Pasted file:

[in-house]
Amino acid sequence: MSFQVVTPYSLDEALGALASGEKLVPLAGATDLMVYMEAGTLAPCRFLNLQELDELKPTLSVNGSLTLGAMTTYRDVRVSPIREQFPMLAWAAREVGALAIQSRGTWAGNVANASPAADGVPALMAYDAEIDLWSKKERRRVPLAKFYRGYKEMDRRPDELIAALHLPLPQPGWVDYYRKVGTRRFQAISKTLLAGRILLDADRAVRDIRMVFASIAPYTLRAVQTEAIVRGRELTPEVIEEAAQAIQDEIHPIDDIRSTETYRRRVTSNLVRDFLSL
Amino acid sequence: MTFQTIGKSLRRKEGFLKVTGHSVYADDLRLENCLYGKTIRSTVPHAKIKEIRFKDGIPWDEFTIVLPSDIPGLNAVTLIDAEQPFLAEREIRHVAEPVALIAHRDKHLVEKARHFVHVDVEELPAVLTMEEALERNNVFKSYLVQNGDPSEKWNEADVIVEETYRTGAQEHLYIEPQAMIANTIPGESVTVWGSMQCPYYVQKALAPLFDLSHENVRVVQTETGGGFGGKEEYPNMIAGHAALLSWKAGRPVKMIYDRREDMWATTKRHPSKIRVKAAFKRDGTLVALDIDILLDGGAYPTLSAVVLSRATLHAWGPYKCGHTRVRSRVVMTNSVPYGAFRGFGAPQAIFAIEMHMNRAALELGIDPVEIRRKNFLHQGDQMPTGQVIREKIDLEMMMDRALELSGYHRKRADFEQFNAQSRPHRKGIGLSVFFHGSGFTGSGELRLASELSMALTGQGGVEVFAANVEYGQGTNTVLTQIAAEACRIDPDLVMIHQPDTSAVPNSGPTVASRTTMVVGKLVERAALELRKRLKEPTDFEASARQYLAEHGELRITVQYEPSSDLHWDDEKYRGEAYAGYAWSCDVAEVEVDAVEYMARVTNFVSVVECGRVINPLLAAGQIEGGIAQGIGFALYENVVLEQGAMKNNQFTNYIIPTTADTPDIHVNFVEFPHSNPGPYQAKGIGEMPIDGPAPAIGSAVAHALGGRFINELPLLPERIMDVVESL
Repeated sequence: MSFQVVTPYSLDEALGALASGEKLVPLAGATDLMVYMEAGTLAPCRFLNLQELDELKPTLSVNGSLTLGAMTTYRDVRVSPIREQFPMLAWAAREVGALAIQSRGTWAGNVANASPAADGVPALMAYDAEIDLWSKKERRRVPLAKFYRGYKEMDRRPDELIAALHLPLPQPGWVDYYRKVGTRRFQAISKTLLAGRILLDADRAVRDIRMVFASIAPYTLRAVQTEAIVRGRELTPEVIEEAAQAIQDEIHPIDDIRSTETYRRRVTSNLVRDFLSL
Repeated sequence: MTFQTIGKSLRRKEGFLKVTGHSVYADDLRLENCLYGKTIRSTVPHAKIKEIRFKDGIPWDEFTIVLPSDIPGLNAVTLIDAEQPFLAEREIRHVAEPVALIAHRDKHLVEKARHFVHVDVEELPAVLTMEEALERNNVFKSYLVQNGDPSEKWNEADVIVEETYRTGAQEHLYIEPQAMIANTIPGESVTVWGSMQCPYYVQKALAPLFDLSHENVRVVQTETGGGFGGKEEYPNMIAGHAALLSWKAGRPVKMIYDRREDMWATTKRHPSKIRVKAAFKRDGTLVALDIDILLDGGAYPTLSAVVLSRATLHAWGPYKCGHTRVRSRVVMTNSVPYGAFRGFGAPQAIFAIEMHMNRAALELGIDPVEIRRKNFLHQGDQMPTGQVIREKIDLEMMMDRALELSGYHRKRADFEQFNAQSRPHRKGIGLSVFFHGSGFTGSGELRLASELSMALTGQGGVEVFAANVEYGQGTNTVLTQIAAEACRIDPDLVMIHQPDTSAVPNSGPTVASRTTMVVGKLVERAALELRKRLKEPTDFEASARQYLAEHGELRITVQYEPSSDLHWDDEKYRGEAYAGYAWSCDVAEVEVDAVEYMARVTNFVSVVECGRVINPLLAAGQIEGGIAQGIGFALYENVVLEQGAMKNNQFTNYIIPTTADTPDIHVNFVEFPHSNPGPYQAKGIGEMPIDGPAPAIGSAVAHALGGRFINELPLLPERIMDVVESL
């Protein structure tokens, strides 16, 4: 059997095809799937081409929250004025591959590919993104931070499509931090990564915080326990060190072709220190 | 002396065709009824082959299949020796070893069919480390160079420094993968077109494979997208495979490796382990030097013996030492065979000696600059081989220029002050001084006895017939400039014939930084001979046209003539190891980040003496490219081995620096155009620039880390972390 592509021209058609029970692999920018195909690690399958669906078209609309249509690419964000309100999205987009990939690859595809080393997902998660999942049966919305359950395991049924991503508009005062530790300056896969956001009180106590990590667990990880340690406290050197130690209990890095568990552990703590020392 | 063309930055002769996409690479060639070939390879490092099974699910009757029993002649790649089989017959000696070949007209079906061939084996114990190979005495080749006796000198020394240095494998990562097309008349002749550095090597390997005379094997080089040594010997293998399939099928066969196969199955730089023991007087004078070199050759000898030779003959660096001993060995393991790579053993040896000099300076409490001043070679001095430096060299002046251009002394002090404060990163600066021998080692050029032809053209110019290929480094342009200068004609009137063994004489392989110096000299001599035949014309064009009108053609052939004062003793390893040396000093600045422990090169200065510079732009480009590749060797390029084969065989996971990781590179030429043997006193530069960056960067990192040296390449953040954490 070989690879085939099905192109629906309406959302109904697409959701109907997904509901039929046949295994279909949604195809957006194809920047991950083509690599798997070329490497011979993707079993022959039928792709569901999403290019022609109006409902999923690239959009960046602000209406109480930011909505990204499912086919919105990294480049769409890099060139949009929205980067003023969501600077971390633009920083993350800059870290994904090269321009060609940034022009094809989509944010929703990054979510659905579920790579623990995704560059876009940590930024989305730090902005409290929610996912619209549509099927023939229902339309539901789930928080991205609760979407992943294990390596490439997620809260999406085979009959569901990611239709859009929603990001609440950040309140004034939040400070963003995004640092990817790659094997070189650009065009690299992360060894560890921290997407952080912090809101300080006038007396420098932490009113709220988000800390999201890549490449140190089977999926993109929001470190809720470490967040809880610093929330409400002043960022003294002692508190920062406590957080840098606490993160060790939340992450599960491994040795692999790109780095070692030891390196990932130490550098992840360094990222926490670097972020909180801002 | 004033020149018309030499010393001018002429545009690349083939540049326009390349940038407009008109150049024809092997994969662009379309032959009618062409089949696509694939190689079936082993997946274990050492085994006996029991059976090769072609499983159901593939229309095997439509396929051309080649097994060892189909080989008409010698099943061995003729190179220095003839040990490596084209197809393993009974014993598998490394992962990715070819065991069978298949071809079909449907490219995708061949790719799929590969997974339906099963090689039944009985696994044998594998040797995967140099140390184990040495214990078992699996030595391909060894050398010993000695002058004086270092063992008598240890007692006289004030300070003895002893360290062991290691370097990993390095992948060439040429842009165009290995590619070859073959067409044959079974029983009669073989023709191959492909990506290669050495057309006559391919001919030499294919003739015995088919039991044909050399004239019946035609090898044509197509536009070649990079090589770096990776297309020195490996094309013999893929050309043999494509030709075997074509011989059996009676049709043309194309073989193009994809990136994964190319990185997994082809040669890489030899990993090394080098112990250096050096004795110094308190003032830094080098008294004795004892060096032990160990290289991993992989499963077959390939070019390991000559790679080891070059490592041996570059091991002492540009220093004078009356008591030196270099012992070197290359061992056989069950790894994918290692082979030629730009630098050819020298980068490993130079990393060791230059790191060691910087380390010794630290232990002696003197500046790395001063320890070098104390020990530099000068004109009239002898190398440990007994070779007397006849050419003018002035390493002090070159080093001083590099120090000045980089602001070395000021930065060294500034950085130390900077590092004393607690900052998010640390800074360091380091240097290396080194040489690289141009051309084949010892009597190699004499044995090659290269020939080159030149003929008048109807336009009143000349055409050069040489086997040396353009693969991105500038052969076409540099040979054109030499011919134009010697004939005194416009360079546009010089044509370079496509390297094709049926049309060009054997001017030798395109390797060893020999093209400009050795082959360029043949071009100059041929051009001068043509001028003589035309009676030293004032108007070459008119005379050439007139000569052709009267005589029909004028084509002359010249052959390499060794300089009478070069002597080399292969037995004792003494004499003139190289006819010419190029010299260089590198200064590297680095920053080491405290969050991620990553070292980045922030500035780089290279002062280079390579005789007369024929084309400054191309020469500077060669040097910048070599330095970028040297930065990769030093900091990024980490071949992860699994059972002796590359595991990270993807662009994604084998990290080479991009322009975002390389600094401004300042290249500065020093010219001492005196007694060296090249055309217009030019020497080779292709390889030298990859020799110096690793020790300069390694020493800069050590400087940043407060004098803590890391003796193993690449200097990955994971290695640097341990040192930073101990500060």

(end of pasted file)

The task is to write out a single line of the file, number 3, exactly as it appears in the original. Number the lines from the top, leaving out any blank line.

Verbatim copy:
Amino acid sequence: MTFQTIGKSLRRKEGFLKVTGHSVYADDLRLENCLYGKTIRSTVPHAKIKEIRFKDGIPWDEFTIVLPSDIPGLNAVTLIDAEQPFLAEREIRHVAEPVALIAHRDKHLVEKARHFVHVDVEELPAVLTMEEALERNNVFKSYLVQNGDPSEKWNEADVIVEETYRTGAQEHLYIEPQAMIANTIPGESVTVWGSMQCPYYVQKALAPLFDLSHENVRVVQTETGGGFGGKEEYPNMIAGHAALLSWKAGRPVKMIYDRREDMWATTKRHPSKIRVKAAFKRDGTLVALDIDILLDGGAYPTLSAVVLSRATLHAWGPYKCGHTRVRSRVVMTNSVPYGAFRGFGAPQAIFAIEMHMNRAALELGIDPVEIRRKNFLHQGDQMPTGQVIREKIDLEMMMDRALELSGYHRKRADFEQFNAQSRPHRKGIGLSVFFHGSGFTGSGELRLASELSMALTGQGGVEVFAANVEYGQGTNTVLTQIAAEACRIDPDLVMIHQPDTSAVPNSGPTVASRTTMVVGKLVERAALELRKRLKEPTDFEASARQYLAEHGELRITVQYEPSSDLHWDDEKYRGEAYAGYAWSCDVAEVEVDAVEYMARVTNFVSVVECGRVINPLLAAGQIEGGIAQGIGFALYENVVLEQGAMKNNQFTNYIIPTTADTPDIHVNFVEFPHSNPGPYQAKGIGEMPIDGPAPAIGSAVAHALGGRFINELPLLPERIMDVVESL